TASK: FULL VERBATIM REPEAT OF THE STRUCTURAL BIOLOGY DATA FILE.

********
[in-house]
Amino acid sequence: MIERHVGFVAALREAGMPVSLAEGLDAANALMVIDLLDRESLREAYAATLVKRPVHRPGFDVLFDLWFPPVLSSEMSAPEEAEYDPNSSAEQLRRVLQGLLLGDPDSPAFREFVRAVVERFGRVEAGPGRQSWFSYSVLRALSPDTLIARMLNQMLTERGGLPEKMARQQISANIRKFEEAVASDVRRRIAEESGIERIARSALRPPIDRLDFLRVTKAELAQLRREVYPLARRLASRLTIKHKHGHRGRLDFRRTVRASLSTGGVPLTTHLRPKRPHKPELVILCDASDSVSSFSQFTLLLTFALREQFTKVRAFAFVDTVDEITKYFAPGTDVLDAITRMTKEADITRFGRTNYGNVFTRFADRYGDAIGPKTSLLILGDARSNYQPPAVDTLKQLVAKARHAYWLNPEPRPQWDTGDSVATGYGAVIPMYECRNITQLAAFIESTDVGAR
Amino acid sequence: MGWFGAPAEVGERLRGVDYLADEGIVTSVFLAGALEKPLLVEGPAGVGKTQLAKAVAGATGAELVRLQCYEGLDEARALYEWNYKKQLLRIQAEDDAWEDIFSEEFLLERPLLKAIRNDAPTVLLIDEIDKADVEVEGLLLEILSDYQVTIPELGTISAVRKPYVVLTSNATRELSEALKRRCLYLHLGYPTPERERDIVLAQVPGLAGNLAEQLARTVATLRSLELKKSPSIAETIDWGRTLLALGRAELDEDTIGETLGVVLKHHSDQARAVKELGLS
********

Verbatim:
[in-house]
Amino acid sequence: MIERHVGFVAALREAGMPVSLAEGLDAANALMVIDLLDRESLREAYAATLVKRPVHRPGFDVLFDLWFPPVLSSEMSAPEEAEYDPNSSAEQLRRVLQGLLLGDPDSPAFREFVRAVVERFGRVEAGPGRQSWFSYSVLRALSPDTLIARMLNQMLTERGGLPEKMARQQISANIRKFEEAVASDVRRRIAEESGIERIARSALRPPIDRLDFLRVTKAELAQLRREVYPLARRLASRLTIKHKHGHRGRLDFRRTVRASLSTGGVPLTTHLRPKRPHKPELVILCDASDSVSSFSQFTLLLTFALREQFTKVRAFAFVDTVDEITKYFAPGTDVLDAITRMTKEADITRFGRTNYGNVFTRFADRYGDAIGPKTSLLILGDARSNYQPPAVDTLKQLVAKARHAYWLNPEPRPQWDTGDSVATGYGAVIPMYECRNITQLAAFIESTDVGAR
Amino acid sequence: MGWFGAPAEVGERLRGVDYLADEGIVTSVFLAGALEKPLLVEGPAGVGKTQLAKAVAGATGAELVRLQCYEGLDEARALYEWNYKKQLLRIQAEDDAWEDIFSEEFLLERPLLKAIRNDAPTVLLIDEIDKADVEVEGLLLEILSDYQVTIPELGTISAVRKPYVVLTSNATRELSEALKRRCLYLHLGYPTPERERDIVLAQVPGLAGNLAEQLARTVATLRSLELKKSPSIAETIDWGRTLLALGRAELDEDTIGETLGVVLKHHSDQARAVKELGLS